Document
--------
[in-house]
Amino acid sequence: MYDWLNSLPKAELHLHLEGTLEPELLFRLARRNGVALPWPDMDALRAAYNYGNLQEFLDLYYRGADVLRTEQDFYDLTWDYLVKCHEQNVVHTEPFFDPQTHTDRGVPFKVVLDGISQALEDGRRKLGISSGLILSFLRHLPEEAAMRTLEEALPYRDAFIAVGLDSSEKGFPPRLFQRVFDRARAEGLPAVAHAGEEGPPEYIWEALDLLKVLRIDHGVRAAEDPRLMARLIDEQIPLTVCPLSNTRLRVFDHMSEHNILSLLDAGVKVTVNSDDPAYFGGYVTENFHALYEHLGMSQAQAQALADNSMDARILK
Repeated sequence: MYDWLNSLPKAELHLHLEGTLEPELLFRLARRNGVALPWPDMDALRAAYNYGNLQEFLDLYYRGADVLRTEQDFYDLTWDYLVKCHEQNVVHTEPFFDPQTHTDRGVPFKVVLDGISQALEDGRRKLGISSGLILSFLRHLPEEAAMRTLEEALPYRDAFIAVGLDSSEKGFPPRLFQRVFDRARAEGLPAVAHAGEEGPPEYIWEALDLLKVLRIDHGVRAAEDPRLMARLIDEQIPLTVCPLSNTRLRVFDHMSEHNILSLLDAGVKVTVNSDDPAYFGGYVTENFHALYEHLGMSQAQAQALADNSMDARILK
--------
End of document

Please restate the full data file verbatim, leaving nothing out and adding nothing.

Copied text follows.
[in-house]
Amino acid sequence: MYDWLNSLPKAELHLHLEGTLEPELLFRLARRNGVALPWPDMDALRAAYNYGNLQEFLDLYYRGADVLRTEQDFYDLTWDYLVKCHEQNVVHTEPFFDPQTHTDRGVPFKVVLDGISQALEDGRRKLGISSGLILSFLRHLPEEAAMRTLEEALPYRDAFIAVGLDSSEKGFPPRLFQRVFDRARAEGLPAVAHAGEEGPPEYIWEALDLLKVLRIDHGVRAAEDPRLMARLIDEQIPLTVCPLSNTRLRVFDHMSEHNILSLLDAGVKVTVNSDDPAYFGGYVTENFHALYEHLGMSQAQAQALADNSMDARILK
Repeated sequence: MYDWLNSLPKAELHLHLEGTLEPELLFRLARRNGVALPWPDMDALRAAYNYGNLQEFLDLYYRGADVLRTEQDFYDLTWDYLVKCHEQNVVHTEPFFDPQTHTDRGVPFKVVLDGISQALEDGRRKLGISSGLILSFLRHLPEEAAMRTLEEALPYRDAFIAVGLDSSEKGFPPRLFQRVFDRARAEGLPAVAHAGEEGPPEYIWEALDLLKVLRIDHGVRAAEDPRLMARLIDEQIPLTVCPLSNTRLRVFDHMSEHNILSLLDAGVKVTVNSDDPAYFGGYVTENFHALYEHLGMSQAQAQALADNSMDARILK